Limitations: Never depreciate your work while you are trying to sell it to others. Acknowledge
shortcomings honestly yet with dignity; justify why you could not do things as you hoped to.
Readers, especially professional researchers, should be understanding of those difficulties. If you
have done something to alleviate a limitation make sure you describe it.
3 Use title Discussion & Key Findings (You cannot deal with all the possible findings)
4 Discussing/interpreting every piece of info you collected is neither advisable nor necessary.
As much as you can refer to the other studies (in your Literature Review) and say how your findings
relate to theirs (compare and contrast)
Discussion should be structured around your RQs not research tools - Combine your data from
different tools to answer your research questions
7 Try to interpret the data (explain data, draw conclusion based on them)
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8. Implications (Some)
1 Implications should be in a separate chapter/section
Implications should follow logically and clearly from your data and findings. Occasionally refer to
your findings to justify what you are suggesting.
Your findings will suggest what needs to be done in terms of syllabi, teaching and learning to
3 overcome issues or achieve requirements/goals that you found. Use your references to cite some
suggestions provided by the authors.
For every suggestion, explain it clearly, give its goals / benefits to justify it and convince
examiners / readers

9. Language
1 Language Check correctness (Grammar, cohesion, coherence, etc.)
Nuance your statements by avoiding strong claims (like ‘our data prove’, it is obvious’, etc.). Use
2 instead terms like (‘suggest’, ‘seem to indicate’, ‘may’, ‘probably’ (not certain), etc.). Be careful
with the use of the present simple tense as it denotes facts.
3 Contracted speech should not be used in academic writing
4 Writings may be criticized for overuse of direct quotes; paraphrase & synthesize
5 He or she? This can be avoided by simply using plural (they, them)

10. Writing
1 Coherence: make sure movement from one idea to the next is logical
2 Briefly summarise every section to reiterate the main points discussed before you move to the next
3 Sentences: Write full, simple and short sentences for better clarity.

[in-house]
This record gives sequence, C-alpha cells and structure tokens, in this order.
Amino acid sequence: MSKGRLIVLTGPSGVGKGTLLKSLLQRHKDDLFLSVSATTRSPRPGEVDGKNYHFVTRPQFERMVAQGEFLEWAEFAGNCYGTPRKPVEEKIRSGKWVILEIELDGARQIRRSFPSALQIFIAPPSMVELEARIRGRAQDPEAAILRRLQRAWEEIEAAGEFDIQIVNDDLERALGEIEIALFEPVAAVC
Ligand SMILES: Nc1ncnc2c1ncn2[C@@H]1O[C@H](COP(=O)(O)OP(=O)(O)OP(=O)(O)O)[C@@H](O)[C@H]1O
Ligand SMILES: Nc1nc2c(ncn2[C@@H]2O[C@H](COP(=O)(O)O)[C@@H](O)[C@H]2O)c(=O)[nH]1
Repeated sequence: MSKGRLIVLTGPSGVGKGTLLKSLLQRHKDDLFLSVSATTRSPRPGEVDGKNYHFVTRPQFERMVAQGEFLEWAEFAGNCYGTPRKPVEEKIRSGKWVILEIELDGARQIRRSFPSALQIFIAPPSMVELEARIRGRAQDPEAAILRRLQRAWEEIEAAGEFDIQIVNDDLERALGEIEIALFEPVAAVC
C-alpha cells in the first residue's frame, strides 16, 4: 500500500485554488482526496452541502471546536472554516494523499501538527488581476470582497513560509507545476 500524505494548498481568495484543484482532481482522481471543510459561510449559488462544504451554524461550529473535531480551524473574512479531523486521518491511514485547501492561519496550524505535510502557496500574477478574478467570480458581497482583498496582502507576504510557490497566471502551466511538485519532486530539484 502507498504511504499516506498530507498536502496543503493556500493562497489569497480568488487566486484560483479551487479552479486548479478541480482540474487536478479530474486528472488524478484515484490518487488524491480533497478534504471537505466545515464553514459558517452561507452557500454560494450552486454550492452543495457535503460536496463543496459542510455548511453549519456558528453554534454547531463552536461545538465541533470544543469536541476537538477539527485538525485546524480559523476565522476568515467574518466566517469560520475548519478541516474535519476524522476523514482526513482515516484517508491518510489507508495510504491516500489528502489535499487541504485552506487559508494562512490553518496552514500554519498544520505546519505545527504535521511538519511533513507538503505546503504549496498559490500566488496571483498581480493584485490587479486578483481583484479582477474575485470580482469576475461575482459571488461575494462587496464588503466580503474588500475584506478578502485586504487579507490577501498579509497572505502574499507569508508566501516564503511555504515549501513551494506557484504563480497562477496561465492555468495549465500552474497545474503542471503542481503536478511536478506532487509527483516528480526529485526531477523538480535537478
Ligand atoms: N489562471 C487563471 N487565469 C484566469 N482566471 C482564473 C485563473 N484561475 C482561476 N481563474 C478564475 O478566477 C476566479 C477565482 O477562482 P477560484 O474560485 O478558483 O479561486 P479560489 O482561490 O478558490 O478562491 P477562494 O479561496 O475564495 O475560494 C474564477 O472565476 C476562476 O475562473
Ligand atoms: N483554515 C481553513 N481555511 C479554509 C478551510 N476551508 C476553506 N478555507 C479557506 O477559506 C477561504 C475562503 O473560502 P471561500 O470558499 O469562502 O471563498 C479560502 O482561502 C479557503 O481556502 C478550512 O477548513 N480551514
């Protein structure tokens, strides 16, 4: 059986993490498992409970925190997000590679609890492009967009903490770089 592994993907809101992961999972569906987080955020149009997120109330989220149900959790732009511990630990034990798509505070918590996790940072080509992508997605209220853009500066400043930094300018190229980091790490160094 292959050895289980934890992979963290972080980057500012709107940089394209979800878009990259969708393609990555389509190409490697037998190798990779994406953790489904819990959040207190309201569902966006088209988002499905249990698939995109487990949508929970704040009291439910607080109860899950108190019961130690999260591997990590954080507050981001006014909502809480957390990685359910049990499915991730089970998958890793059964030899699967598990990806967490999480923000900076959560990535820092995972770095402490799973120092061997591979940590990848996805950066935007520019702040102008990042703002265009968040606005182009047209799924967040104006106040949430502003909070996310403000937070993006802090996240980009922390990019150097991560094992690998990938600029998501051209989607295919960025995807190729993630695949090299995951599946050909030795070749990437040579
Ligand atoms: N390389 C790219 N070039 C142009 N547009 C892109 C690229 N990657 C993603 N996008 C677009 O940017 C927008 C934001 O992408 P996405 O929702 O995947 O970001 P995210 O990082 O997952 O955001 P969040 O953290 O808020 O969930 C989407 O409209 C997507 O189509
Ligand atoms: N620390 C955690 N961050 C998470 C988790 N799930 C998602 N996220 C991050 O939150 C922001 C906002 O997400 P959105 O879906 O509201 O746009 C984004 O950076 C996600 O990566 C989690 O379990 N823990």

4 Capital letters: 1. be systematic; 2. only the title on the title page is fully capitalised
5 Add an introduction and a conclusion to every chapter and section
6 Punctuation: Use periods (.) to separate different sentences and (; ) to separate clauses
7 Repetition: Check your writing to avoid unnecessary repetition

11. Abstract
Must be clear; Include a sentence or two about background, problem, purpose, rationale, method,
findings, and implications

12. Table of Contents

1 Include all the titles that appear in your text
2 Add page number next to each title

13. Referencing Sources

1 If no year of publication is indicated in the source, put “n.d.” (For ‘no date’) instead
2 Sources must be acknowledged both in your text and after The General Conclusion (‘References’)
3 Mark clearly the beginning and the end of the borrowed text (author, year and page number)
4 Writings may be criticized for overuse of secondary sources (cited in …)
5 Ensure sufficient, relevant and quality sources are cited.
6 Necessary information for each source must be provided consistently in one academic style.
7 For all secondary sources, add (Cited in Author’s family name, year) to allow readers to check.
Please check that
8 1. All the documents listed under References are mentioned at least once in your text
2. All the documents mentioned at least once in your text are listed under References
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14. Introduction (s)

1 Introduce topic, give outline and briefly state why it is important
The key terms and concepts must be defined here or in a list before the text (Title: Definition of
Key Terms)
3 Adequate description of the background to the problem (preferably before stating the problem)
4 Introductions should contain fewer references as you are planning what to write.

15. Conclusion (s)

General Conclusion: to write a good conclusion to your thesis, include all important information
especially key findings from Introduction to the last section
General Conclusion: Summarizes well the whole document. Reiterates research purpose/questions,
significance, design, findings and implications.
If your section and chapter conclusions are good enough, they will help you here. Copy them;
paraphrase and link up for cohesion and coherence

16. Viva
1 Summarise your theses for a presentation 3-5 minutes shorter than the time allowed.
You can keep the same outline of the thesis; but add 1-2 brief illustration(s) for each section.
2 Do not mention details unless they are needed as examples to support your main ideas.
Always smile and take a few notes of examiners' comments/criticism; select 1 remark/question for
each candidate to answer; choose the ones you can answer satisfactorily. If you wish a visual hint to
what you should take into consideration and what you can leave aside for the moment, look at your
supervisor’s reaction.
4 Ask examiners to lend you their copy of your thesis to copy and use all their annotations.
If an examiner criticizes something your supervisor told you to do, tell him/her kindly that you
followed your supervisor’s instruction.
6 In binomials, divide the presentation in 4 or 6 parts to get some rest when your partner is talking.
7 If you wish, your supervisor can give you feedback on your slides.

NB: Make sure you take your supervisor’s feedback into careful consideration. Ask if you are
not sure what it means or what you are expected to do

17. Additional Annotations